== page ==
News that an NBC affiliated LGBT group has been approved to march in the 2015 New York City St. Patrick’s Day Parade under its own banner has been warmly greeted by Irish community leaders since it was announced in the Irish Voice last week.
But reaction to the dramatic announcement has quietly divided some Irish LGBT groups. A planned joint press conference on the steps of the New York Public Library on 42nd Street on Tuesday morning with all three main Irish LGBT groups (Lavender & Green Alliance, St. Pat’s For All and Irish Queers) filing applications to march, in the end saw only the Irish Queers group appear to publicly challenge the parade committee.
Asked why the Lavender & Green and St. Pat’s For All had not attended the press conference on Tuesday, Brendan Fay, a longtime Irish LGBT activist and a founding member of both groups, told the Irish Voice:
“After many conversations with the St. Pats for All committee and Lavender & Green Alliance members, it became clear that we would not be able to be present as community groups for this morning's planned press conference. There will be other moments to discuss the differences between us. We feel this is a moment for bridge building.”
But Emmaia Gelman, a spokesperson for Irish Queers, does not believe real progress has been made on the parade ban issue. Speaking to the Irish Voice she called the recent announcement “a trick to fool sponsors.”
Asked whether Irish Queers would protest the parade and call for further corporate boycotts after they were not invited to the line of march in 2015, Gelman told the Voice: “Absolutely. The work of boycotting the parade led to sponsors exerting so much pressure that the parade committee had to devise this trick.”
Gelman added: “The struggle is not over. The Irish government has advised the organizers that Irish LGBT groups need to march. The corporate sponsors have also demanded it. Just because NBC has reached its own little corporate solution doesn’t mean that it’s over. The exclusion is still fully in place.”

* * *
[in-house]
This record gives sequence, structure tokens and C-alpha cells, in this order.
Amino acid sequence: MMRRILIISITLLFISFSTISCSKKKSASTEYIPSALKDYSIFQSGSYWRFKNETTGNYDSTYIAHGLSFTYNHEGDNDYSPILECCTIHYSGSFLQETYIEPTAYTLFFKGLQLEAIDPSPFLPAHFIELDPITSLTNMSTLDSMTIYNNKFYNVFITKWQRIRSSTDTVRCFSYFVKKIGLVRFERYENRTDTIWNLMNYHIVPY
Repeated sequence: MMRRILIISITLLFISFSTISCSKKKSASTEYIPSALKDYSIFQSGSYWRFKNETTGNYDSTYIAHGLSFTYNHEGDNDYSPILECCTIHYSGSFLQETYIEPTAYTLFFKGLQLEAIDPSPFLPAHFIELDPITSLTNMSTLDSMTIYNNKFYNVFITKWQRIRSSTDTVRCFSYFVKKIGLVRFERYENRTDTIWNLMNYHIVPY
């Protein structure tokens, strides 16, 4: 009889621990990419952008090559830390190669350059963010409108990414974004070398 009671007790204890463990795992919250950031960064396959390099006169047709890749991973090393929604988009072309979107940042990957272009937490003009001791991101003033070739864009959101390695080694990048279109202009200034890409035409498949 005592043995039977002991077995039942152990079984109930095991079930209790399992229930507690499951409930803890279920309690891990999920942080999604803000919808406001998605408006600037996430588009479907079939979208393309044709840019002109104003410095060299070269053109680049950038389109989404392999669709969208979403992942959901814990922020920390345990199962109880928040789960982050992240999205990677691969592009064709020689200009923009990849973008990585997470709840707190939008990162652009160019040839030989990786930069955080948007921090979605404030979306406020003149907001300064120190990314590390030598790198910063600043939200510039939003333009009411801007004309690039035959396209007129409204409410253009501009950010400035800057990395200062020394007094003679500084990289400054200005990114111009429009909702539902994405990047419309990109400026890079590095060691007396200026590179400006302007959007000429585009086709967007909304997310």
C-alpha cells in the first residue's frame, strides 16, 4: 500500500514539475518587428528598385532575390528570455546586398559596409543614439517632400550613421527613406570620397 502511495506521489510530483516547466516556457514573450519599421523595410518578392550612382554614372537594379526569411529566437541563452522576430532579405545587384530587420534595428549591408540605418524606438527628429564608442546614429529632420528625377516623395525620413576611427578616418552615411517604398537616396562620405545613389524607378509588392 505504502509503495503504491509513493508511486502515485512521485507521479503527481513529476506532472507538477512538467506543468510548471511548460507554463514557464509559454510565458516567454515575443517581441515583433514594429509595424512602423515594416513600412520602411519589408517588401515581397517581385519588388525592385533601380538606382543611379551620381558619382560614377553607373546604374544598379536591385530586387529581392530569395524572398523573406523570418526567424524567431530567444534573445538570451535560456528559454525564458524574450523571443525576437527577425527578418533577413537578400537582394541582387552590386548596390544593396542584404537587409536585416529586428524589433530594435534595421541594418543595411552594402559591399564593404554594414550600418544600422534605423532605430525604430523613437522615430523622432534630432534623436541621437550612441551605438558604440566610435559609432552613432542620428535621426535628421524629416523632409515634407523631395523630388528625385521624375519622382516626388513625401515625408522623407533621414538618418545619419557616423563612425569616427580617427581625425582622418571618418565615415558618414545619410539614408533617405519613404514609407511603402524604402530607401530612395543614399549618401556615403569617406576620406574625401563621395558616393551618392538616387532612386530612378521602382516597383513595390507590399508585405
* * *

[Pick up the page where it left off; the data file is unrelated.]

Where Gelman sees exclusion and trickery, Fay sees a historic opportunity, however. “We want to thank the parade committee for their historic breakthrough in extending an invitation to a single LGBT group to march with their banner. However, as an Irish community we need them to complete this step forward. This has been a long road that started in 1990. This is a moment that we believe belongs to the Irish community and not to a US corporate sponsor.”
Why put off until 2016 what we can easily achieve in 2015 Fay asks? “We don’t need to wait for years for what we can celebrate together next March.”
Fay confirmed on Tuesday that he has sent a letter of application to march in the 2015 St. Patrick’s Day parade on behalf of St. Pat’s For All the inclusive parade in Queens, signed by co-chairs Kathleen Walsh D’Arcy and Brendan Fay. Lavender and Green Alliance have also applied to march.
“We are hopeful that with leadership, dialogue and good will we can find our place together on the avenue,” said Fay. “Our message to the parade committee is that we would prefer to build a bridge than drive a wedge.”
Fay says the most common reaction he has been hearing in his discussions with Irish community leaders (since the parade committee’s announcement) is relief “and the hope that we can all move forward and put this ugly chapter behind us.”
“We need a celebration on Fifth Avenue that all Irish New Yorkers can participate in. Political leaders in the city are expressing similar sentiments to me. If this happens it will be because of the commitment, heart and energy of the people who have struggled and worked for this moment for two and a half decades. It will be a gift.”
But asked what happens if Irish LGBT groups still get stonewalled, as has happened in previous years, Fay replies: 'I prefer to trust in the goodwill of the parade leadership. One of my mottos is, "it’s always a yes until it’s a no." There’s a long way between here and March 2015. A lot can happen.'